Over the past several months I have been working to identify and map County, State and Private land that has access to the R1 water distribution system. Once these areas are identified I can assess which parcel may be ideal for a small vetier disposal system.  So rather than having a centralized, contiguous 100 acre parcel for disposal, my concept decentralizes disposal with small vetiver sites spread out along the distribution system. I am hoping to have disposal areas identified this year and begin approaching the land stakeholders with this concept.

Bioreactor Garden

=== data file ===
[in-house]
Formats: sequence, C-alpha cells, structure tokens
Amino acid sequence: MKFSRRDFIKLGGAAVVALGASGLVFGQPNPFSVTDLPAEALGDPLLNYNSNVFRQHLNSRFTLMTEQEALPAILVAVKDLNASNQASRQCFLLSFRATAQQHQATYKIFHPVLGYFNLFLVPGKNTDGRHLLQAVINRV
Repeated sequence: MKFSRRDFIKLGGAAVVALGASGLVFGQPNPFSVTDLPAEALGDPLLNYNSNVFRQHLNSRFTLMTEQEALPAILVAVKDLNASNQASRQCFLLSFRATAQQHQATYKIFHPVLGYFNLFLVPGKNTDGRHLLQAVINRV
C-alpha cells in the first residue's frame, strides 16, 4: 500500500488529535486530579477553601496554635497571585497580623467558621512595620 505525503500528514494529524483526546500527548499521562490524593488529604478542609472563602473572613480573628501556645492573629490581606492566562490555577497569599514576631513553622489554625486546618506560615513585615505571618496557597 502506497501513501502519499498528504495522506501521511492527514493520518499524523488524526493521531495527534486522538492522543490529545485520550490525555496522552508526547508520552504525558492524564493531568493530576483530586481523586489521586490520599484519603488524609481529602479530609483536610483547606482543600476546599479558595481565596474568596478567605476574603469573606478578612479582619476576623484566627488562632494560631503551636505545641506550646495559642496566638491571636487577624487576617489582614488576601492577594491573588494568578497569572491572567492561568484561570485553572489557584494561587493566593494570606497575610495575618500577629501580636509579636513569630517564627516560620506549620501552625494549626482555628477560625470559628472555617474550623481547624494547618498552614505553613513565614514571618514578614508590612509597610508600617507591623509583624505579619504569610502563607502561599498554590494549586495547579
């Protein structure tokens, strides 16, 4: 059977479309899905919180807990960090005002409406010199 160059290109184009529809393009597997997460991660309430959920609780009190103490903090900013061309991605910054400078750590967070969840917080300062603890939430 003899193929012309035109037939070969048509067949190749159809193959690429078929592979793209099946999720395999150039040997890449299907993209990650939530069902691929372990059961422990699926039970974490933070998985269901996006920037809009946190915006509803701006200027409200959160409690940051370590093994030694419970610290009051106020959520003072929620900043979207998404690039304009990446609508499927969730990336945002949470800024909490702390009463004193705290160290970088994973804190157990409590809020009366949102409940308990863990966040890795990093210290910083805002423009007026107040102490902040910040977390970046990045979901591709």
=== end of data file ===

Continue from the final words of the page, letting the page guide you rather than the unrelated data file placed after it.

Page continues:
I have also partnered with a non-profit group called Ridge to Reefs, based out of Maryland.  Since 2015, Ridge to Reefs has been able to secure funding for a number of vetiver erosion control projects in West Maui.  In 2020, Ridge to Reefs secured funding to pay University of Hawaii’s Water Resource and Research Center to test a home waste water disposal system that we innovated to be an alternative to septic and cesspool systems.  We call it the Bioreactor Garden.  It comprises a proprietary blend of media that filters and denitrifies the effluent and is planted with vetiver to dispose the effluent. The system was tested at the East Honolulu Wastewater Facility and passed its performance test and received certification for NSF40 and NSF245.  A colleague of mine on Maui, and 2 members of Ridge to Reefs have created a new entity called Nature Based Solutions.  Under NBS, we are working to implement the first Bioreactor Gardens in Hawaii and work with the local government to develop a surface disposal system for R1 recycled water.  We currently have 1 design under review by the Dept of Health which upgrades an existing septic system with a bioreactor to bring it as close to zero discharge as possible.  We have another project in the design phase that converts a home cesspool to a bioreactor garden. I can update you as this new phase of my vetiver work evolves.